• B23K35/24Selection of soldering or welding materials proper
    • B23K35/30Selection of soldering or welding materials proper with the principal constituent melting at less than 1550 degrees C
    • B23K35/3006Ag as the principal constituent
    • BPERFORMING OPERATIONS; TRANSPORTING
    • B32LAYERED PRODUCTS
    • B32BLAYERED PRODUCTS, i.e. PRODUCTS BUILT-UP OF STRATA OF FLAT OR NON-FLAT, e.g. CELLULAR OR HONEYCOMB, FORM
    • B32B2311/00Metals, their alloys or their compounds
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Abstract

A heat spreader module has a pedestal, a heat spreader member joined to the pedestal by a first active hard brazing material, an intermediate layer joined to the heat spreader member by a second active hard brazing material, an insulating board joined to the intermediate layer by a third active hard brazing material, and a circuit board joined to the insulating board by a fourth active hard brazing material. The first through fourth active hard brazing materials are supplied such that the active hard brazing materials have a thickness ranging from 3 to 20 μm when the components of the heat spreader module are joined together under pressure, and contain an active element in an amount ranging from 400 to 1000 μg/cm2.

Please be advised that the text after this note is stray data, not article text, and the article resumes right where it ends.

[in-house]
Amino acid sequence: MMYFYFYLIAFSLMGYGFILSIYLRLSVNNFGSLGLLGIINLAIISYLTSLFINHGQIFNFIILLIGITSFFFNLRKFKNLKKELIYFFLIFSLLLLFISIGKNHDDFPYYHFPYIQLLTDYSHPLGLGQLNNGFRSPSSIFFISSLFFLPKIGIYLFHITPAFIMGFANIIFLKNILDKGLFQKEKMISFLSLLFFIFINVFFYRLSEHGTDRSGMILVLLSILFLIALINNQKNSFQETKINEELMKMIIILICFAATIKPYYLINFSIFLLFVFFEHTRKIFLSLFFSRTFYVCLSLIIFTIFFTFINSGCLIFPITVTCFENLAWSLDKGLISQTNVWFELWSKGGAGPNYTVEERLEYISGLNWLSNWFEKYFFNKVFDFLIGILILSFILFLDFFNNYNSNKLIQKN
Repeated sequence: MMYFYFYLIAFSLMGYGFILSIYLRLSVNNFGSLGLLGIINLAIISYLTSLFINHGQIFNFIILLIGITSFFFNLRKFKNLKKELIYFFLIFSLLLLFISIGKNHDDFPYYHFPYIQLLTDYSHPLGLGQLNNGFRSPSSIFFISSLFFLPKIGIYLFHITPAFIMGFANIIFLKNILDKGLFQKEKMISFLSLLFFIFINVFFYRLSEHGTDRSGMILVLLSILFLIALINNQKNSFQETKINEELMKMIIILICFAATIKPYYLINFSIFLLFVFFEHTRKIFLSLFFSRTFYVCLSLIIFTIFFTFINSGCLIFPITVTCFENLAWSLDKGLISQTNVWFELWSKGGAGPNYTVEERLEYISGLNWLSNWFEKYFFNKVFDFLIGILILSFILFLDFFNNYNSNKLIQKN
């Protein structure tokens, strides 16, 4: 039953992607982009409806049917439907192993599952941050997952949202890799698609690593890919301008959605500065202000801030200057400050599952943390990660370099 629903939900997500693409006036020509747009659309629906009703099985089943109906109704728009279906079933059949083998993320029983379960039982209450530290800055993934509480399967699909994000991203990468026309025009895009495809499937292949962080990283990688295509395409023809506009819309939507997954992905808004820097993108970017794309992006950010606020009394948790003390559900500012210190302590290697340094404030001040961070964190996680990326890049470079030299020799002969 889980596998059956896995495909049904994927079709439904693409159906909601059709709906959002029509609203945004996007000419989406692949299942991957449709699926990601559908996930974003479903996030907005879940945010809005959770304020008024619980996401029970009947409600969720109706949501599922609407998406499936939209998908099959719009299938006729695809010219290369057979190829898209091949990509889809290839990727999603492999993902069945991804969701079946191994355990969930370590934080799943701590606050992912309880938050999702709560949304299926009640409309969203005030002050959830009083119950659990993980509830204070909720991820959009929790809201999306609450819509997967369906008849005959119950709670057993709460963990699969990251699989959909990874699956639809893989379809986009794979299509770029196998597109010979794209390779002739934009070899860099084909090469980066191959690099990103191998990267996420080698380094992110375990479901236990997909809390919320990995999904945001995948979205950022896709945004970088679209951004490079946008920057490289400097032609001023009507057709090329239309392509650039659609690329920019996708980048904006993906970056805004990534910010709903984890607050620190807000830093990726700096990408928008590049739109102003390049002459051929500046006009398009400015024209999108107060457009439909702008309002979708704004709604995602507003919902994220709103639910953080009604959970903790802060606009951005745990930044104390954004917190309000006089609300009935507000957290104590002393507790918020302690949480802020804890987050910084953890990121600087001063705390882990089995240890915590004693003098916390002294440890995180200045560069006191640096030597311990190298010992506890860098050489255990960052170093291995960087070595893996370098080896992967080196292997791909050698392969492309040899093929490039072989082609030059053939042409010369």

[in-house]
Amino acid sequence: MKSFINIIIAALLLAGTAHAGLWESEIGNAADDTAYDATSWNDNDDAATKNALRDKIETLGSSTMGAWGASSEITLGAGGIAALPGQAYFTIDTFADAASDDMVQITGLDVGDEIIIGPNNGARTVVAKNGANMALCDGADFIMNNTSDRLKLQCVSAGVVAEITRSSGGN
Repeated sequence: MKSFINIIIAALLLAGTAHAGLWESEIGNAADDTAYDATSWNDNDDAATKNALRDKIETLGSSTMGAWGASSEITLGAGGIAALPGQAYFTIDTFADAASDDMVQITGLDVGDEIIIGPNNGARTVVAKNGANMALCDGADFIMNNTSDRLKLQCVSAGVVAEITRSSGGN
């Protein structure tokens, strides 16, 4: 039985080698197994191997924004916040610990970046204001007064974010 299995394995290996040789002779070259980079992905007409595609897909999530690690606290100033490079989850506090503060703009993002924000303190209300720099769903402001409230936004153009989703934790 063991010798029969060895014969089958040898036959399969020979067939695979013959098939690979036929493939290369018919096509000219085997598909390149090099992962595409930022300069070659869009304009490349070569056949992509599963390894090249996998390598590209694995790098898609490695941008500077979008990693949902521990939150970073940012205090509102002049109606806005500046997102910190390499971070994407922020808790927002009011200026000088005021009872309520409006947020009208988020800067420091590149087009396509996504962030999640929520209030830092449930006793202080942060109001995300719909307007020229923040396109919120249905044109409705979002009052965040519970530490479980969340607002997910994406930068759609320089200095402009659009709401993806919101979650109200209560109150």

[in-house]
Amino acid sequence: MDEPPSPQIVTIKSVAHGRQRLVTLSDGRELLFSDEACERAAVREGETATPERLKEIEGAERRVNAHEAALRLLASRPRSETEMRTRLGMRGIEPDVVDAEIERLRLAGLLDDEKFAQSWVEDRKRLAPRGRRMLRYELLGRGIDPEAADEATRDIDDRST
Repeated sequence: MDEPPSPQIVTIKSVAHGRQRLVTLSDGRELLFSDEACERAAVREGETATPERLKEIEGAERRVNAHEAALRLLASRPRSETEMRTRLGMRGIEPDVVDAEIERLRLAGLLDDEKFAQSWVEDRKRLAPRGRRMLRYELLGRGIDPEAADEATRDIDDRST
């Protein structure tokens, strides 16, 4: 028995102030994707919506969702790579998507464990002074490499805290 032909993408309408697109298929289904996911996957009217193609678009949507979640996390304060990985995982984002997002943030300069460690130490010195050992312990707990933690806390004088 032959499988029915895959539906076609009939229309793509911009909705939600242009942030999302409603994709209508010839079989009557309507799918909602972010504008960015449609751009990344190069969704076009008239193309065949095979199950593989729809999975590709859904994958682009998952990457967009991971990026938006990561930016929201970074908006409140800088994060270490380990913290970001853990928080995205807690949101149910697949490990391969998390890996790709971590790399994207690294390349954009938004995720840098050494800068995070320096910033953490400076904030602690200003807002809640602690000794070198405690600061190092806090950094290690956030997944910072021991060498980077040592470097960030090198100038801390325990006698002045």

Description

This application claims the benefit of Japanese Application 2003-092511, filed Mar. 28, 2003, the entirety of which is incorporated herein by reference.

BACKGROUND OF THE INVENTION

1. Field of the Invention

The present invention relates to a heat spreader module for cooling an IC chip or the like which comprises semiconductors, etc.

2. Description of the Related Art